So what caused the niggling sense of dissatisfaction that kept creeping in between the page turns of this ostensibly uplifting factual account of "Onkel Wackelflugel"?

I think what bother me is the pristineness of this book. It's not what the book says; it's what it doesn't say. I understand that Tunnell was creating a slice of life, one life in particular, but that slice feels so disconnected from the state of the U.S.A. and the rest of the world at the time. I know it sounds awful and nosey, but I kept wanting to know more about other aspects of Gail Halvorsen's life. Specifically, I wonder about his attitudes toward the many disenfranchised children in America at the time. What are his opinions about race and the brewing Civil Rights movement in Post WWII America? It's just all so . . . nice, in a time when things decidedly weren't nice. Of course, to be fair to Halvorsen (who I'm sure I would probably like quite a bit), he served the need in front of him, where he was stationed at the time. And I admire that. I also admire the creative lengths to which he went in order to deliver "hope in the form of a chocolate bar."

And I WOULD use this book with students. I would like for them riff off the theme of "hope in the form of." Hope really does take many forms, and sometimes the smallest acts of kindness, like dropping two sticks of Doublemint into the waiting hands of waifs, mean the most. Like Halvorsen said, those small acts can lead to really big things. But even if they don't, their meaning is not lost when the kindness is recognized. Isn't it interesting how in vulnerable times, these small acts can have the greatest impact? I love the heart of Gail Halvorsen in this respect. Am warmed by the fact that he couldn't sleep after his first encounter with the West Berlin children. It's reminiscent of Leo Hart's heart. I think these two would have found common ground.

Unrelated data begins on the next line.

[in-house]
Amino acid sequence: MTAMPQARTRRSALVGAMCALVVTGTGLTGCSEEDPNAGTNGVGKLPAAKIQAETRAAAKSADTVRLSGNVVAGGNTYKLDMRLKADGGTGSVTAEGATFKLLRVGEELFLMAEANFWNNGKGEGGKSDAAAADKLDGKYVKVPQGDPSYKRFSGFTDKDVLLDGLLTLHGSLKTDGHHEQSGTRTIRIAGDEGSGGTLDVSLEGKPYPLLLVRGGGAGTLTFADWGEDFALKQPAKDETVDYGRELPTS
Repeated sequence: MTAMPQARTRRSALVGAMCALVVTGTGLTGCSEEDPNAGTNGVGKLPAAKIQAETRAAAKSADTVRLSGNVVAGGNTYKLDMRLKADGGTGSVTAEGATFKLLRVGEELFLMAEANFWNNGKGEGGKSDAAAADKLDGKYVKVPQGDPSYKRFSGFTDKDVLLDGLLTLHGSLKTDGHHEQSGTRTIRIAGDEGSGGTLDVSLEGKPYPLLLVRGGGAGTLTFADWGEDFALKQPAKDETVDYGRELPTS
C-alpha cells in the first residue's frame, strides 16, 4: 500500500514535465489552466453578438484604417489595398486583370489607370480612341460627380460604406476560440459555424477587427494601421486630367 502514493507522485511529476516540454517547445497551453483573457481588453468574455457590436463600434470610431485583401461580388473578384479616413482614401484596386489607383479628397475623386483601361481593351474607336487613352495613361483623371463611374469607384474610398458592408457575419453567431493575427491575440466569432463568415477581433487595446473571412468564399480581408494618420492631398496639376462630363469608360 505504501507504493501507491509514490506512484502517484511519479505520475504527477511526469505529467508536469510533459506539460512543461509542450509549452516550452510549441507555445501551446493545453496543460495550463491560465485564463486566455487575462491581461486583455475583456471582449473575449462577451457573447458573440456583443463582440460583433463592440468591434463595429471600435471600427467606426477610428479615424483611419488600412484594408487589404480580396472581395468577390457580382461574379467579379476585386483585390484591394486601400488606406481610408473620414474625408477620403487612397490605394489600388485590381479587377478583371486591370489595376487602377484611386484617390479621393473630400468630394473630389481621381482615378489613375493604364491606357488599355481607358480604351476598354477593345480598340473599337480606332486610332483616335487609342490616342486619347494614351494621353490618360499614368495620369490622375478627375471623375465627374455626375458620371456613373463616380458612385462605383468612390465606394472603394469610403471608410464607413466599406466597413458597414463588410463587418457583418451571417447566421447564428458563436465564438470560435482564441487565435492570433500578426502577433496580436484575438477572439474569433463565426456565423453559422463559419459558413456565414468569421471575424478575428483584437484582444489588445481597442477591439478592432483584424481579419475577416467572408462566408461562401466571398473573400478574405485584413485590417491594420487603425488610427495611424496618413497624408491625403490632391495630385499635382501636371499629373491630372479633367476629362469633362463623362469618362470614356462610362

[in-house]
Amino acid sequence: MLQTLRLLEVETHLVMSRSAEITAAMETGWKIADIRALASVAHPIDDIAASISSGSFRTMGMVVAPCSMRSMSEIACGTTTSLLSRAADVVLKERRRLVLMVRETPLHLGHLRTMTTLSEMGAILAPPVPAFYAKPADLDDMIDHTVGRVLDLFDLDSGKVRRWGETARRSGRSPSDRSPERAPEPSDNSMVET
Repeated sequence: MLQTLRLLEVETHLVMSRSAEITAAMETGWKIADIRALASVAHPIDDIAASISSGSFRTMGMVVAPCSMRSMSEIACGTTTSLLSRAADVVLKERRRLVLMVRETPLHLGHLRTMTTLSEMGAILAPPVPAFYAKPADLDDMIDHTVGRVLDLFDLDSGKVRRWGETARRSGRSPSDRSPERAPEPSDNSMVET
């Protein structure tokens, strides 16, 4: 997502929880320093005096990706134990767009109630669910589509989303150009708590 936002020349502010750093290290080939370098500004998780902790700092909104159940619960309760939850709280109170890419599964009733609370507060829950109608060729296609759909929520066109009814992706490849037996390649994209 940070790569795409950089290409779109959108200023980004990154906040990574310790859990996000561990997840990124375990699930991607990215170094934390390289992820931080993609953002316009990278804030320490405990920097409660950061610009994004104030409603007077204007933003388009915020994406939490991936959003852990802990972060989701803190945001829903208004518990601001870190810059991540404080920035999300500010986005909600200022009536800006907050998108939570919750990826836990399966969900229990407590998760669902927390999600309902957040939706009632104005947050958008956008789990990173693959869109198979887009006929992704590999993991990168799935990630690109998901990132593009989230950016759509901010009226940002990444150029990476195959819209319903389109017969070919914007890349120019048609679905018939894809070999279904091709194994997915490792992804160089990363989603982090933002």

Halvorsen's story does shine on its own but also as part of the larger effort to repair post WWII relations with Germany. The whole Berlin airlift effort represents larger "package of hope." The U.S. had learned, at least for that moment in history, that heavy post-war burdens did nothing to prevent (and perhaps even fostered) another uprising that cost a sea of lives.

All in all, I find more to praise than to criticize, and Tommell can't be blamed for me wanting information that was clearly outside the scope of his authorial intent. So be it. ( )
  Desirichter | Apr 20, 2016 |
Well then. Talk about your all-time heart-warmers.

Prior to reading I had seen many internet posts about "Uncle Wiggle," and had a bit of knowledge of his exploits. But afterwards, Gail Halvorsen cemented his place with Fred Rogers and Bob Ross as some of my favorite people to ever live.

"Candy Bomber," is a beautiful tale of compassion juxtaposed with former enemies who had both survived the military might of the allied powers, the sheer stupidity of entering into a land war with Russia, and really just Nazis in general. Every (digital in my case) page seemed to force me to smile, become enveloped in goosebumps, or just outright cry from the sweetness. Gail Halvorsen's story is a testament to his parents mantra that one small action can make a great change.

And "Little Viggles", really?! That's not only the most adorable military operation I've ever heard of, but maybe the cutest name for any plan ever. In both name and practice. Clearly, it's a far cry from "D-Day."

Also, this (somewhat) answered a lingering question that I have had for the better part of my life. While I do have a working knowledge of the political fallout between the US and Russia post WWII, I had always wondered why America and Germany became such great friends so quickly after the two countries were embroiled in global war. But, clearly, the actions of Halvorsen and his ilk helped to spur this political friendship that continues to this day.

Not to mention the dominion under the USSR sucked. Like really hard. Especially in East Berlin and Russian controlled Germany prior to the destruction of the Berlin Wall in 1990.

But one my favorite parts of this book is absolutely filled with primary documents. There are plenty of pictures with Halvorsen interacting with the German people, dropping candy and chocolate, and just being super awesome in general.

And while that was nice, what brought me to near bawling were the letters printed that Lt. Halvorsen received from the German children. It showed what the "Chocolate Bomber" meant to these people, way more so than the text itself. The cute doodles of parachutes and Hershey bars, a random awesome drawing of a lion, and their words of appreciation. It's mind blowing to think that not only did something as minimal as chocolate bars and gum change the outlook of so many people whose lives' had been destroyed, but that greed never set in, as it always tends to do in stories like these.